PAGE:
Several countries have successfully implemented major data privacy and protection regulations over the past decade. The EU’s General Data Protection Regulation (GDPR) drastically changed how companies managed data, not just for their customers in the EU, but worldwide. Then came the California Consumer Privacy Act (CCPA), which had a similar cascading effect when companies decided that if they had to alter their practices for customers in California, they might as well update them for everyone.
For the past few years, India has been working towards a law called the Personal Data Protection Bill that would have similarly large effects across the industry. On Dec. 16 of last year, the Indian Joint Parliamentary Committee (JPC) submitted a report on a draft of the bill, and according to the National Law Review, it’s likely that the bill could be passed and go into effect in the first half of 2022.
According to Elizabeth Schweyen, senior manager of global privacy and compliance at data protection company Druva, the bill was initially drafted in 2017 to protect personal data of Indian citizens. Over the past few years it has undergone changes and now covers both personal and non-personal data.
There is a data localization component to the bill that would require certain data to be processed locally within the country. “Sensitive data, including biometric information, government identifiers and financial information, can be transferred outside of India but organizations are required to keep a copy of this data locally,” Schweyen added.
In addition, organizations that have experienced a data breach would be required under this law to disclose it to the authorities within 72 hours of discovery if it affects the data of Indian citizens . Then, the Data Protection Authority would decide whether those people need to be notified, Schweyen explained.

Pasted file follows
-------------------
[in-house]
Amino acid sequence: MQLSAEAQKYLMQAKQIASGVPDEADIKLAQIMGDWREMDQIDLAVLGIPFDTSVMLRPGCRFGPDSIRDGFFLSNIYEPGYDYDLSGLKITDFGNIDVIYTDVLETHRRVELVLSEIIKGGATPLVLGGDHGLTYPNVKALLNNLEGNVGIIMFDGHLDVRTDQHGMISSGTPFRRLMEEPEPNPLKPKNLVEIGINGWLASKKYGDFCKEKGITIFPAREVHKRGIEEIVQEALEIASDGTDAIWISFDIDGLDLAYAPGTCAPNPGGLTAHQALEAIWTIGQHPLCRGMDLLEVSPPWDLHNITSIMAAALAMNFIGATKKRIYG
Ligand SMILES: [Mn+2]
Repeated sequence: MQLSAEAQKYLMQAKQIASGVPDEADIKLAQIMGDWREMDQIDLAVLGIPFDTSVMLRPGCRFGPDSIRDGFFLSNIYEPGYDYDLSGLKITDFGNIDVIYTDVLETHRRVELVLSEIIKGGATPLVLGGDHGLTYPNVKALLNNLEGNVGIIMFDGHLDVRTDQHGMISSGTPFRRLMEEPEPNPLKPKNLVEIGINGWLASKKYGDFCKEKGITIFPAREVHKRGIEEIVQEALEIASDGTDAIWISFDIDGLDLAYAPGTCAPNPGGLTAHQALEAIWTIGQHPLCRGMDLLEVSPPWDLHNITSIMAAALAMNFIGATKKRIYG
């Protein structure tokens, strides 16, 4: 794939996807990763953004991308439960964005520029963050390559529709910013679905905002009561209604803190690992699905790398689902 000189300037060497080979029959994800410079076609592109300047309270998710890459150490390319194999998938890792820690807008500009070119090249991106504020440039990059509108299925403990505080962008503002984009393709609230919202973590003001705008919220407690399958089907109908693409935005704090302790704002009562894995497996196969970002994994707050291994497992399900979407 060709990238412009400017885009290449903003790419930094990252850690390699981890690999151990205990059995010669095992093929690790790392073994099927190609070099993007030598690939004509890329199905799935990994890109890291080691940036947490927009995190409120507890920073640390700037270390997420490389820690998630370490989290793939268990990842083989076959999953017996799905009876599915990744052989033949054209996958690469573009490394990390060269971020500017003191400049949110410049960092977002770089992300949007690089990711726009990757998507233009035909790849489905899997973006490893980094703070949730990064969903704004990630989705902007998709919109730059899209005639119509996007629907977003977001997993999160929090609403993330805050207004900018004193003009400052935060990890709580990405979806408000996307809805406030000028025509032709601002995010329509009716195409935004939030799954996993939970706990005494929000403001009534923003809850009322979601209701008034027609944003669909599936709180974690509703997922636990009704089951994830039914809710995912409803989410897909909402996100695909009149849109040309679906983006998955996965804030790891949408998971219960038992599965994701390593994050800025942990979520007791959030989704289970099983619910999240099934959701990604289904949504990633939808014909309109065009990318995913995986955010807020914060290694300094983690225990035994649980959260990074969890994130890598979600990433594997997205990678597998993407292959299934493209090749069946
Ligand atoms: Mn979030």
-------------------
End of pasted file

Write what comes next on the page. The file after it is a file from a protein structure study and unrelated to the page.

The National Law Review also reported that the JPC has recommended a phased approach to implementing the law. First, a number of government offices will be appointed, and then the law would be fully implemented within two years.
If the bill were to pass, organizations would need to educate themselves on the new law and the differences with other recent privacy laws.
“They need to enhance their existing compliance strategy to incorporate mechanisms that will allow them to fulfill Indian data requests, collaborate with the Indian data protection agencies, and support their customers and consumers’ needs in the region,” said Schweyen. “Employee training should be expanded to include the new law and ensure employees understand their responsibility when handling personal data. Once fully enacted, India will become another country in a growing list of countries with strong data privacy laws.”
Non-compliance with the law has financial penalties, similar to other major data protection laws, but also the possibility of imprisonment, Schweyen explained. “For example, an individual who re-identifies personal data that had previously been de-identified by a data fiduciary or a data processor without consent may be punished with both imprisonment of a term that may extend to three years and a fine of up to 200,000 rupees,” she said.
She also noted that this law would make social media platforms potentially liable for content that is posted from unverified accounts to their platform. According to Schweyen, this would make it one of the first countries to have a law that does this.
“The bill will usher in a new era of data privacy in India in which maintaining compliance will be key. Companies should implement a privacy-first strategy now to prepare or else they will face large fines, or even prison time in their future,” Schweyen said.